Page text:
Rob Harley will stretch his appearance record for the Glasgow Warriors past 200 games when he plays against Cardiff Blues in the Heineken Champions’ Cup this Sunday, so a mere three-game losing streak is nothing to get worried about.
Harley has seen all the highs and the lows, a native Weegie who has become a fixture in his home town team, and nothing has been as bad as his first season with the club.
“My first season was very hard, we finished second bottom in the league and we lost an awful lot,” he recalled. “It was hard to come into that. We were training everywhere, at Whitecraigs and all over the city, not like today where we have a dedicated facility.
“As a squad we kind of looked at that and we said, ‘we are just not doing what we have to do. We have to make a massive change in order to achieve things’. Fortunately since then we have found our legs.”
In 2015, of course, it came full circle with the PRO12 title win at the Kingspan Stadium in Belfast, scoring the first try in the victory over Munster to boot.
“I think it was one of those those games everything went well for us. We played great defence, and Naksi (Leone Nakarawa) was absolutely electric.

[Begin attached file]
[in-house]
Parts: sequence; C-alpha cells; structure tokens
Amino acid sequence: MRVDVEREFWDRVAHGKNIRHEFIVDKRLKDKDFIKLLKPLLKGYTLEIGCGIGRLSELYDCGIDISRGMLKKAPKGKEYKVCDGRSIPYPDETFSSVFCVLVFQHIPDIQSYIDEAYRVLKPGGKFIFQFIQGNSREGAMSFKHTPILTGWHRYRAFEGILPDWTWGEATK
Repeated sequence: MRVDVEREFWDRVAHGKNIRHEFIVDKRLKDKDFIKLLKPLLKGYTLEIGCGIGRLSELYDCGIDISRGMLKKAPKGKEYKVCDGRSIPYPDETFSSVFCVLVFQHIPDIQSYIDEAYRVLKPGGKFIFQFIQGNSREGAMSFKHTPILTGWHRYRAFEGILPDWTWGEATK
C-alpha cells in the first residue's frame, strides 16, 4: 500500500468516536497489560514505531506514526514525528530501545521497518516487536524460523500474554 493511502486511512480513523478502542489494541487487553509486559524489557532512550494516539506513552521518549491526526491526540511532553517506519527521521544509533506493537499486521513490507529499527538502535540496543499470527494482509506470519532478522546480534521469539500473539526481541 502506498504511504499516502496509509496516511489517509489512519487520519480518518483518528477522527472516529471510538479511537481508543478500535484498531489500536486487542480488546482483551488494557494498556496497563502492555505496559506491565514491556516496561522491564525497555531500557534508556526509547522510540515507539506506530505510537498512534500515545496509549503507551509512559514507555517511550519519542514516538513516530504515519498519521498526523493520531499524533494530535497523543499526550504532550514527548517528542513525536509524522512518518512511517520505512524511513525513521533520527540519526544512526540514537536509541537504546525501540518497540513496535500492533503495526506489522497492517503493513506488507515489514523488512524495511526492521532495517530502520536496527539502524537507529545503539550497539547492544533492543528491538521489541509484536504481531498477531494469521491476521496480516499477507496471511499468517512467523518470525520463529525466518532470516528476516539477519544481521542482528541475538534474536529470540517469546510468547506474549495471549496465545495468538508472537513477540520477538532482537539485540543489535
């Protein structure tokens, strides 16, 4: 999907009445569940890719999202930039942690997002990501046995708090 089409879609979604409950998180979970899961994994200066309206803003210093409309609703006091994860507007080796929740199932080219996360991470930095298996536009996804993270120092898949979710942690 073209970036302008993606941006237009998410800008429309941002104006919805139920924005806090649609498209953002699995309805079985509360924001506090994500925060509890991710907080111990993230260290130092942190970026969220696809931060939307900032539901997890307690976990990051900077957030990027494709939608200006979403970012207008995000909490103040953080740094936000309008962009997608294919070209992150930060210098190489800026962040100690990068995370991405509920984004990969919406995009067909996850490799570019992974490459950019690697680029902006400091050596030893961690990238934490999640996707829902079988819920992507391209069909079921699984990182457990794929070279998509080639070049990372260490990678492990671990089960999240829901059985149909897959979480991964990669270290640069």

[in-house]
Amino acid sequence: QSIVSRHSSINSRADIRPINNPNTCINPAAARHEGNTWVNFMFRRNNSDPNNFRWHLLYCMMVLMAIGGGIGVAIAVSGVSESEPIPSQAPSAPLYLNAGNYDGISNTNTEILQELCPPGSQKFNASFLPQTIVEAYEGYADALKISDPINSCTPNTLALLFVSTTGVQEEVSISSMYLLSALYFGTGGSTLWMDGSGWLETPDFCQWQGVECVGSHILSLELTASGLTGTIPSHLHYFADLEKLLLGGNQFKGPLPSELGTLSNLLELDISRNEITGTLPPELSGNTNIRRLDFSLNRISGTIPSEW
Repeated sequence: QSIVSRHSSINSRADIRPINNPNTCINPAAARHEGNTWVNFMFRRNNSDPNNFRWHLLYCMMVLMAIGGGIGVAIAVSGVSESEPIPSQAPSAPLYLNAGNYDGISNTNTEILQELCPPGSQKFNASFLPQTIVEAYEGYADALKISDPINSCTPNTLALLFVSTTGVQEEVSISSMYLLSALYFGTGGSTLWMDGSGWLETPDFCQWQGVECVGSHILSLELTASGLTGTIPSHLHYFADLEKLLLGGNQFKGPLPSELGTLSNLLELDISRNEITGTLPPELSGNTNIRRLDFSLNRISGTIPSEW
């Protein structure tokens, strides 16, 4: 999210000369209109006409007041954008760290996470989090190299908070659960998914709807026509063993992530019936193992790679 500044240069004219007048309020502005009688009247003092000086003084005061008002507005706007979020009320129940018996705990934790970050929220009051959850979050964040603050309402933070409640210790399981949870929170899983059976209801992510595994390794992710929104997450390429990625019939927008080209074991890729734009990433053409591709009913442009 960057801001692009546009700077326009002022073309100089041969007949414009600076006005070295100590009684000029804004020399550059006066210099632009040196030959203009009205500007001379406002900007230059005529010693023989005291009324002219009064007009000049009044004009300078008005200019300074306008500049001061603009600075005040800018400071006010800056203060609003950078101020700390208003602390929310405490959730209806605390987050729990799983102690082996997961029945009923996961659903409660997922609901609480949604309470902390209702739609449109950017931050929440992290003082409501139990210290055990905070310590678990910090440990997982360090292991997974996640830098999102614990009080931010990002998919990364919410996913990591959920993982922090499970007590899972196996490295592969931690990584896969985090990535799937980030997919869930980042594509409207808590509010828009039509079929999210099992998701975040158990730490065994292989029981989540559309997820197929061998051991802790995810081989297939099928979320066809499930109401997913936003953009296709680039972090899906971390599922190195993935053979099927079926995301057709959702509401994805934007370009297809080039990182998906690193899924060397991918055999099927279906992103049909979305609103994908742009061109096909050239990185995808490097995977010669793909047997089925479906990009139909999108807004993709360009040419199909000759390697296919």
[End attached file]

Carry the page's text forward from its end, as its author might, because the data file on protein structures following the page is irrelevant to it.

“People say that I scored but really, he beat about six defenders and passed the ball to me to fall over the line.”
Harley was also involved in the run to the Heineken Cup quarter-finals two years ago, and the Warriors are hungry to do it again.
“It is a big milestone and a measure of achievement, being one of the best clubs in Europe, and that drives us to go on,” he said. We have a chance this year to (qualify) so it is a driver for us.
“We have not played very well in the last few league games so that gives us a challenge of finding form again I guess. But it’s reassuring that we have that European success under our belt so it’s definitely achievable for us, it’s just sorting out small details and making sure that we return and put that into a good performance at Scotstoun.”
Realising where they are – still near the top of their PRO14 conference and possibly a bonus point win away from the quarter-finals – despite the recent losses should build confidence, he believes.
“I think there is frustration at the way we have played the last few weeks, and we know there is a lot of work to do and how we have got to improve,” he continued, “But we are in a good position in Europe and the last eight is within reach for us, and on Sunday we are going to try and bring that out.”
He was amused at assistant coach Kenny Murray calling for some of the Glasgow gang attitude in defence, but the Bearsden Boy doesn’t have that much experience of that side of the city’s past.
“Actually, one of our physios sent me an article last week about how Glasgow turned it around from the British capital of knife crime to being the safest city in the country within a few years,” he said.
“I am not sure the gang mentality represents the city as a whole anymore. What Kenny is saying is that we all protect each other and have each other’s backs, hunting as a pack.
“That is what we are trying to get from our defence, that we are ferocious and that we all work together.”